Sports Direct owner warns it could take Covid hit in excess of £200m

Adam Forrest
·2-min read
<p>Mike Ashley, chief executive of Sports Direct owner Frasers Group</p> (Reuters)

Mike Ashley, chief executive of Sports Direct owner Frasers Group


The company that owns Sports Direct, Frasers Group, has warned it could take a hit in excess of £200m due to the coronavirus lockdown restrictions – double its previous estimate in February.

The Mike Ashley-controlled retail giant said it believes further restrictions are “almost certain” because of government warnings about a potential “third wave” of Covid-19 in the UK.

Despite getting ready to reopen stores across England on Monday, Frasers said in a gloomy assessment of its finances that it was anticipating write-downs to freehold properties.

“Frasers Group is continuing to assess the Covid-19 potential impact on asset values,” the firm said in an announcement to the London Stock Exchange.

“In our ongoing assessment we note the continuing government and government adviser pronouncements regarding ‘third waves’ and normality being ‘some way off’, meaning further restrictions are in our view almost certain.”

The company added: “We also note the Covid-19-affected experiences, estimates and judgments from other leading retailers.”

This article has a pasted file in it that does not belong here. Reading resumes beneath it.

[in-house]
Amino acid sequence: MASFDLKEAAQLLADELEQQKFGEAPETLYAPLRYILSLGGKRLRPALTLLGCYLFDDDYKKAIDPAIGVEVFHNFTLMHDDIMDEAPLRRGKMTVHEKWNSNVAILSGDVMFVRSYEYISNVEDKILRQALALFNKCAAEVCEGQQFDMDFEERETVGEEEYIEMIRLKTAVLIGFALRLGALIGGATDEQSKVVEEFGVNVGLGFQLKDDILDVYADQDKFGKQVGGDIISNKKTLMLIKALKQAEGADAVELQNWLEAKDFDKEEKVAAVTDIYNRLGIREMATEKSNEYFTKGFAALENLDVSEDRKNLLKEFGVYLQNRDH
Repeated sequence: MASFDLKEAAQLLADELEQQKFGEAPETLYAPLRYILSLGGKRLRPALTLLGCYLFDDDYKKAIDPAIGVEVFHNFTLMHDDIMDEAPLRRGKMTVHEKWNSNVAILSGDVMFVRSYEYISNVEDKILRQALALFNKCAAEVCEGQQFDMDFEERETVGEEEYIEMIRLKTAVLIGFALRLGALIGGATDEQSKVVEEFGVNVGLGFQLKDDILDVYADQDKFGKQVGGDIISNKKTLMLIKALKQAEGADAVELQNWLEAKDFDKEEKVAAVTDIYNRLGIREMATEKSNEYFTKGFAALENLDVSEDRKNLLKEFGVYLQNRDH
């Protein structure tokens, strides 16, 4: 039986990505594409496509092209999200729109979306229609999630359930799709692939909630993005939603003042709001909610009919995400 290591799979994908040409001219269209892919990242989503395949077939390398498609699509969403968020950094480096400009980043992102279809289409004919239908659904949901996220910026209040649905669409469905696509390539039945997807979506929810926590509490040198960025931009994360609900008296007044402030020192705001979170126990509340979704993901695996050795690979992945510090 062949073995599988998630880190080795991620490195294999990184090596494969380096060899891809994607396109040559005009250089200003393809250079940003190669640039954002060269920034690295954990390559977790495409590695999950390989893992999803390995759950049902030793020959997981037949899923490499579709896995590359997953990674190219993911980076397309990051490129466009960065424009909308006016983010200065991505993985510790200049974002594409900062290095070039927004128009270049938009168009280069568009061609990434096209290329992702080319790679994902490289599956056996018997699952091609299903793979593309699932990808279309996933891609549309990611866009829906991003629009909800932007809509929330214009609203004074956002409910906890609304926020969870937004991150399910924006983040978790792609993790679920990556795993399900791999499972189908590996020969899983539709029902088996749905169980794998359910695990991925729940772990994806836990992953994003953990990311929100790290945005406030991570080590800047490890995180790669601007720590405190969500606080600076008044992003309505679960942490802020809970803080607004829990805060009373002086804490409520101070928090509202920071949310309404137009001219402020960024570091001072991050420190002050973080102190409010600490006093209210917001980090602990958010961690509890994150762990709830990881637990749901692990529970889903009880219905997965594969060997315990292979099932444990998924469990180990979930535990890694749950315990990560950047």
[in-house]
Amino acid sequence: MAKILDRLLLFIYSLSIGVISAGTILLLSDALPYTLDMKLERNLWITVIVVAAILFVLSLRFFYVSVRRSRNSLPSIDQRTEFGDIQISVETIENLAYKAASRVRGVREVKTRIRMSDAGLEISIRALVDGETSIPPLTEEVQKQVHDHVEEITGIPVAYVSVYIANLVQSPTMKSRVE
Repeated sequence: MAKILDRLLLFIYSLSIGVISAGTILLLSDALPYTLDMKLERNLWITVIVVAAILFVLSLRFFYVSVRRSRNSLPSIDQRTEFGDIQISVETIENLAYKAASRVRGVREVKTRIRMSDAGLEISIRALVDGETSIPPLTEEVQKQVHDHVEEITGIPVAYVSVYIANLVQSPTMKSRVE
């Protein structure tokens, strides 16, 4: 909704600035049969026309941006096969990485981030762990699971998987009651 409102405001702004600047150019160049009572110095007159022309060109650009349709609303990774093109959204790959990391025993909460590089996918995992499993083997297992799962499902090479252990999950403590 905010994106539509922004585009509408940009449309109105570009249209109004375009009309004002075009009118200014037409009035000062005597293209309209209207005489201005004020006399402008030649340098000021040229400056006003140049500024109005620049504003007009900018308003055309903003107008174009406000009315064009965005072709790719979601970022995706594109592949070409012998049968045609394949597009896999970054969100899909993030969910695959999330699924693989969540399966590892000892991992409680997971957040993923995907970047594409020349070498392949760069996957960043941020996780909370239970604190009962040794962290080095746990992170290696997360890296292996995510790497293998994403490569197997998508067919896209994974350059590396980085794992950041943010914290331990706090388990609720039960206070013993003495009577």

Frasers is planning to reopen vast swathes of its estate from Monday, as non-essential retailers in England are allowed to welcome back customers following the winter shutdown.

The group includes House of Fraser, Game Digital, Jack Wills, and Evans Cycles, which remained open as an essential retailer during lockdown, as well as Sports Direct.

Last year Sports Direct employees shared their outrage at initially being told they would have to work, despite stores being closed during the first Covid lockdown.

The company blamed confusing guidelines over whether sports stores could be classed as essential retail, as it agreed to close its stores in March 2020.

Mr Ashley’s firm has also been eyeing up potential takeover opportunities throughout the Covid crisis, showing interest in the collapsed Debenhams and Peacocks brands.

However, administrators for Debenhams and Peacocks have found that Frasers’ offers have tended to be far too low to accept.

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